Reviewed by Amy Prendergast (Trinity College Dublin)
Published on H-Albion (November, 2016)
Commissioned by Jeffrey R. Wigelsworth
Only three years ago, Ian McBride asked, "Was there an Enlightenment in Ireland? Was there even a distinctively Irish Enlightenment?" regretting that "few scholars have bothered even to pose this question." Having contemplated the question long before McBride's positing, one scholar had indeed been at work investigating the possibilities of just such a specifically Irish Enlightenment. A project of many years, Michael Brown's The Irish Enlightenment is undoubtedly an important and valuable publication, building on the work of others to demonstrate clearly, and irrefutably, that there was indeed an Irish Enlightenment, and that it was important.
The Irish Enlightenment is a wonderfully approachable work, providing a much-needed synthesis of existing work on Ireland, encompassing material on the country's social, cultural, political, and literary history, as well as engaging with those focused on Ireland's intellectual credentials. The monograph's structure is carefully considered, delineated, and achieved. Brown has divided his sifting of huge volumes of primary productions into religious, social, and political Enlightenments, but this is more to aid the reader than to exclude reflection of each subject elsewhere. Thus, we helpfully see how early forms of associational life, such as the Belfast Society, founded in 1705, might anticipate gatherings in the 1750s, or how clubs and societies of the mid-eighteenth century informed interactions in the more radicalized 1790s. Brown communicates a multitude of discourses, a variety of philosophical debates, and offers extensive quotations from pertinent literary sources to support his fundamental thesis that Ireland was a central player in producing Enlightenment thought.
In part 1, we learn how different religions engaged with Enlightenment methodologies to interpret their individual situations after the Williamite-Jacobite War. We receive an interesting analysis of the penal laws through an Enlightenment framework, after being offered different examples of writers seeking to legitimize Anglican rule in Ireland using Enlightenment methods, and receive a very useful overview of the split between subscribers and nonsubscribers regarding how best to obtain toleration. As Brown turns his attention to clubs and societies in part 2, he rightly recognizes that "not all voluntary associations were enlightened in purpose" (p. 262), but we are treated to an extensive display of forms of associational life and a useful synthesis of the work of those currently investigating it. Here, Brown offers helpful and lengthy quotations on elocution, explains how trends for politeness manifested themselves in dance halls and ballrooms, and offers an interesting analysis of Trinity College Dublin's role in Enlightenment thought and debate. The provincial public sphere is not excluded, with Cork's social life touched on, and a helpful description of the locations of coffeehouses across Ireland proffered.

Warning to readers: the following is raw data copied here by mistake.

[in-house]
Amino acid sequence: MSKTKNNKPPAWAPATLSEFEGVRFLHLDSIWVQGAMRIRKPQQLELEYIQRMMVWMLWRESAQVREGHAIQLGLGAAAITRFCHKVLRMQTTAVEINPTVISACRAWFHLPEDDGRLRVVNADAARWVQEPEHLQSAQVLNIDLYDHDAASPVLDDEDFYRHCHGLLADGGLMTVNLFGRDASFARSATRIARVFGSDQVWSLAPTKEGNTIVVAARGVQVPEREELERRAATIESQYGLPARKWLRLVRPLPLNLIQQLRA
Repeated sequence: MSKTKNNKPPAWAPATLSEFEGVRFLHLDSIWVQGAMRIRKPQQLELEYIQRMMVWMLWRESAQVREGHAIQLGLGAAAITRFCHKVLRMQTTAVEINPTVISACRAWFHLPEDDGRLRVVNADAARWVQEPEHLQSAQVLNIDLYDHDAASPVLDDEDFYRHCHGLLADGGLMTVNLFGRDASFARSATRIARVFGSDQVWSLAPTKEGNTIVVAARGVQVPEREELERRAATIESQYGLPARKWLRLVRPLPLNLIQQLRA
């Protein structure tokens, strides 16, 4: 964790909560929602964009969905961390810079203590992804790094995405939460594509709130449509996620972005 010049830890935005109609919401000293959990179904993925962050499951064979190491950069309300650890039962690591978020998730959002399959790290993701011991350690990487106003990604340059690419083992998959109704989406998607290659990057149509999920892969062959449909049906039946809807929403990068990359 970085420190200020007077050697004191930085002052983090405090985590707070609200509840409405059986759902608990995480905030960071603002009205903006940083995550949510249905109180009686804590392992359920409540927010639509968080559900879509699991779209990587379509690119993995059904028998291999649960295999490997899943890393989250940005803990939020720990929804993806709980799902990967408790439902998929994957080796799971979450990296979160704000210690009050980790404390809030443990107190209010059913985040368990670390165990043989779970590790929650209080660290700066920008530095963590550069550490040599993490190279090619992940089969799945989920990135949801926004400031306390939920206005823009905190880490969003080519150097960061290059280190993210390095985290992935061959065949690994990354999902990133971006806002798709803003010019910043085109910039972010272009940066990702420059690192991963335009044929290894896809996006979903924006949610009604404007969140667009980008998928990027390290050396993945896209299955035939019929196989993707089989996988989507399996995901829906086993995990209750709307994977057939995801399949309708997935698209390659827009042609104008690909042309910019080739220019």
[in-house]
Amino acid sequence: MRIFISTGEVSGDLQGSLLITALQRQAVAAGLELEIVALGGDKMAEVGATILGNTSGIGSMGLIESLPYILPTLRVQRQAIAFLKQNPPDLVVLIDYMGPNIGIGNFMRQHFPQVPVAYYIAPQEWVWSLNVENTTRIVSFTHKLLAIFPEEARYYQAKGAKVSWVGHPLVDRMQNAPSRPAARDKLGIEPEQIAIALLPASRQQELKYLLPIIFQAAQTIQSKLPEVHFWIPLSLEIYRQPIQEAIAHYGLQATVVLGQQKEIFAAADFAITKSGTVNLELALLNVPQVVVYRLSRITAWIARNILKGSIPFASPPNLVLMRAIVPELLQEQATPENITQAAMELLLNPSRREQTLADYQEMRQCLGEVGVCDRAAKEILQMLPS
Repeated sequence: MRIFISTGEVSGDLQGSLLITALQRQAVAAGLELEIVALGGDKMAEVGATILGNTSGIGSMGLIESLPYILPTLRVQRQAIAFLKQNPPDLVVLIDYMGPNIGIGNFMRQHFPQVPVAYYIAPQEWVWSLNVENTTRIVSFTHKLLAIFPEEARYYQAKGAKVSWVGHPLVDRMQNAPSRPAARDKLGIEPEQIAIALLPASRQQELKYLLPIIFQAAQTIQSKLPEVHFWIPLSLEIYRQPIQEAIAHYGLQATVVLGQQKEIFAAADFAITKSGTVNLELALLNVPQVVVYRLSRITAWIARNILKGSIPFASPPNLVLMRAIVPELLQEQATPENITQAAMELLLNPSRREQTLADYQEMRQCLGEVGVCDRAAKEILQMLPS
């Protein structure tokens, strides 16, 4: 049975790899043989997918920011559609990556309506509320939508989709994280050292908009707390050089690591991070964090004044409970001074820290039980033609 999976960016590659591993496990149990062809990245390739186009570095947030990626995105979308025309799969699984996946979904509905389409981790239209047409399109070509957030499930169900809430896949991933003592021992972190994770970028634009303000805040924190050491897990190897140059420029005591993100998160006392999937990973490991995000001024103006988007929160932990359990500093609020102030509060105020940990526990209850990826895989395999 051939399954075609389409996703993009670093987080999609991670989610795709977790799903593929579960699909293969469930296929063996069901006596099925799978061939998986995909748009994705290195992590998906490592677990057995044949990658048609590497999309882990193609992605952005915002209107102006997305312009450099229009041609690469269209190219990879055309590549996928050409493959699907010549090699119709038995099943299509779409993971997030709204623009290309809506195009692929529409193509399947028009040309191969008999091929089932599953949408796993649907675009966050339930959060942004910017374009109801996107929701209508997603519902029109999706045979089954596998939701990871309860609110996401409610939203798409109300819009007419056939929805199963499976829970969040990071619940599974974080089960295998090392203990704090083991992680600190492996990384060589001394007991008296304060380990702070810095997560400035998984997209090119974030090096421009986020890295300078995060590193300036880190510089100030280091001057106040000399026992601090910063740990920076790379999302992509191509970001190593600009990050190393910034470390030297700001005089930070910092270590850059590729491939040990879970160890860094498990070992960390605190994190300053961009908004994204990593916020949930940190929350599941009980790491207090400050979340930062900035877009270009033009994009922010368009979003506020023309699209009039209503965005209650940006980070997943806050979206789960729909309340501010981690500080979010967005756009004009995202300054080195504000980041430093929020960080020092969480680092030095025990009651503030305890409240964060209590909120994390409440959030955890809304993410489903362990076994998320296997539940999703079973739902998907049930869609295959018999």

One of the main elements held up for emphasis in part 2 is the ability of these various gatherings of people to overcome confessional antipathy, with the Social Enlightenment allowing mutual toleration and practical coexistence, impossible earlier in the century. However, Brown's central argument for the final third of his monograph is, in effect, that politics shaped intellectual life for the remainder of the eighteenth century. The final section begins with a useful inclusion of novels and plays alongside antiquarian debate, as Brown transmits Clare O'Halloran's studies of cultural politics in Ireland. His chapter on the volunteers, "Fracturing the Irish Enlightenment," is particularly engaging, although women's input in the patriotic movement is reduced to admiring Volunteer uniforms, rather than, say, promoting Irish manufacture (p. 354). Brown does not shy away from Irish-language material throughout the work, and Irish-language poems are here used to register a shift in opinions relative to the Volunteer movement. Taking an innovative view of the 1798 rebellion, Brown leaves aside such issues as population growth and demographics, to present the events of that year as an opposition between rationalists and empiricists, as the middle ground presented throughout part 2 has given way to violence and antipathy.